The compressed schedule is simply the NCAA not allowing teams to start playing baseball until February 22nd, a full 3 weeks after the old opening day of February 1st. What really hurts the schools is the NCAA's unwillingness to push the end of the season back, leading to said compression. What makes this system completely unbearable is the fact that the NCAA requires teams to play at least 56 games, and now, they require it to be done in 86 days.
As this article by Mark Schlabach attests, this is killing the student athlete. The rigorous requirements of the NCAA has some teams going on stretches where they play 15 games in three weeks. That's 3 weeks of class, just gone. You can't survive something like that.
The intent behind the rule was to allow for more equality between southern schools, and their northern compatriots who might not be able to play home games so early in the season do to weather. It's a nice idea, but it puts unrealistic strain on the athletes. You throw in rain delays, and things get even more cramped.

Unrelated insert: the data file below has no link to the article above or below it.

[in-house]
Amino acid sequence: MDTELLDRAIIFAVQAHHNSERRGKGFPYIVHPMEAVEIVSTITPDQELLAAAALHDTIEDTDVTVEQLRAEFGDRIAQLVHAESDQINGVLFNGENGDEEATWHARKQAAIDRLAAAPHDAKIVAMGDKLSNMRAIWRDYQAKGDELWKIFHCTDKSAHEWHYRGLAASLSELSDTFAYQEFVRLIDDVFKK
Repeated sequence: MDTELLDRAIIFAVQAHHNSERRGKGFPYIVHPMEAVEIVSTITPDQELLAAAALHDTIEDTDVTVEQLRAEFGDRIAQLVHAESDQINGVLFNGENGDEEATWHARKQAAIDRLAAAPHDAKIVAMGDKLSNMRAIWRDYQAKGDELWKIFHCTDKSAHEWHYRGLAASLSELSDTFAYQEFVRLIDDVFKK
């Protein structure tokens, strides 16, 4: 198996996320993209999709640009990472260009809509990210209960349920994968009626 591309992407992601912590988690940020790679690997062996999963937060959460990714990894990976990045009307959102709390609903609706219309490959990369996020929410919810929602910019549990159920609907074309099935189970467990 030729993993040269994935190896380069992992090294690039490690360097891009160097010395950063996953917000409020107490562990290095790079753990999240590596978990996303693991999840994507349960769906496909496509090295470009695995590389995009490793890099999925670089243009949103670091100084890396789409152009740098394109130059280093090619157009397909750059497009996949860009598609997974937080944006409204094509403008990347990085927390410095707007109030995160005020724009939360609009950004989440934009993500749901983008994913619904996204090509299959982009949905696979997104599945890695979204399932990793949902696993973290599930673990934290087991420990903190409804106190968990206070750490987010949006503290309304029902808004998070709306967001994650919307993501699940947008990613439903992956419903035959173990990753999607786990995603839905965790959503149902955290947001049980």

Here's the real problem. College sports schedules are not standardized. Some teams are playing exactly 56 games, some teams are playing well over 60. Some teams have 26 home games, some teams have damn near 40.
The solution is to standardize the schedule. Start the season on February 1st, and every team will play 56 games, 28 home, 28 away. The Southern Schools will host early in the season, and the Northern Schools will host latter in the season. This way, all things are balanced, and we can still carry on the season at a reasonable rate. It eases up on the athlete, and allows for a fair measurement when it comes time to select teams for the post season.